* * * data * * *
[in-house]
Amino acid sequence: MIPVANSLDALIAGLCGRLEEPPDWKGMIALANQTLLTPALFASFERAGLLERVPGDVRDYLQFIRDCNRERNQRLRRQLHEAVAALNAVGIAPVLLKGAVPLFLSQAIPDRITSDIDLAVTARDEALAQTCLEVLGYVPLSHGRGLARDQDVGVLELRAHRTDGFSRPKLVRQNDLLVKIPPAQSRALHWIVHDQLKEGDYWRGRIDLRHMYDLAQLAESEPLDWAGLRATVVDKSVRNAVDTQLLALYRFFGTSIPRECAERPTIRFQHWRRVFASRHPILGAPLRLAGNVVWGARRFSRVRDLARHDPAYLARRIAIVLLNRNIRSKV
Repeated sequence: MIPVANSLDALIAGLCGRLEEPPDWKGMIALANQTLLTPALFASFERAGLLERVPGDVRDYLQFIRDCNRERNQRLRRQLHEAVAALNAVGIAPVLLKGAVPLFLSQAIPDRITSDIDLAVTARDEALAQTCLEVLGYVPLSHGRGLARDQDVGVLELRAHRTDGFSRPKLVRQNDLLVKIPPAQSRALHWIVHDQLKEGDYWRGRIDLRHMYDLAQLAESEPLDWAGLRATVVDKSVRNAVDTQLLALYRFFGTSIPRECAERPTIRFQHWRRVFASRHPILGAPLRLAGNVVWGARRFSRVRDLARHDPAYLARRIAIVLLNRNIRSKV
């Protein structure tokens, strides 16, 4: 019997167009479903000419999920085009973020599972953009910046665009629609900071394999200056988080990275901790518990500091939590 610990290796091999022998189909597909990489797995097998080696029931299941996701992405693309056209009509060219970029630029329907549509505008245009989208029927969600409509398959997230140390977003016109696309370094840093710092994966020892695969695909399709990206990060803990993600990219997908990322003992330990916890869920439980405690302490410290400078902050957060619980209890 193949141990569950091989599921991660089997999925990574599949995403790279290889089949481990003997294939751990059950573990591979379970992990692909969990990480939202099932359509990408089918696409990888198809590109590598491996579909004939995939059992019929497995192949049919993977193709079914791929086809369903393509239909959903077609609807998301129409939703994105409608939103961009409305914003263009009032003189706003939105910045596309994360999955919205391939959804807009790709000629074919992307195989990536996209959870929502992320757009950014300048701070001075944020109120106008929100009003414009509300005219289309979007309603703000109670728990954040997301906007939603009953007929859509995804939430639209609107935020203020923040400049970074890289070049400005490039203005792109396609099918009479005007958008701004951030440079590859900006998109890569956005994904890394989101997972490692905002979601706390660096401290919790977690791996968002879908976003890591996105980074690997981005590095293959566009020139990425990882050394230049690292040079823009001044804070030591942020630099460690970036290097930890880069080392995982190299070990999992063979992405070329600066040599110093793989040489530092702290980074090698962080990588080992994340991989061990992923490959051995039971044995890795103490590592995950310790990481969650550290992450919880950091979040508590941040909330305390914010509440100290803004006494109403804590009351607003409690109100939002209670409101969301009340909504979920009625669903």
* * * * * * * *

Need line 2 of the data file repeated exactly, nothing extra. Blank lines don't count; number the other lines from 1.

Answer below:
Amino acid sequence: MIPVANSLDALIAGLCGRLEEPPDWKGMIALANQTLLTPALFASFERAGLLERVPGDVRDYLQFIRDCNRERNQRLRRQLHEAVAALNAVGIAPVLLKGAVPLFLSQAIPDRITSDIDLAVTARDEALAQTCLEVLGYVPLSHGRGLARDQDVGVLELRAHRTDGFSRPKLVRQNDLLVKIPPAQSRALHWIVHDQLKEGDYWRGRIDLRHMYDLAQLAESEPLDWAGLRATVVDKSVRNAVDTQLLALYRFFGTSIPRECAERPTIRFQHWRRVFASRHPILGAPLRLAGNVVWGARRFSRVRDLARHDPAYLARRIAIVLLNRNIRSKV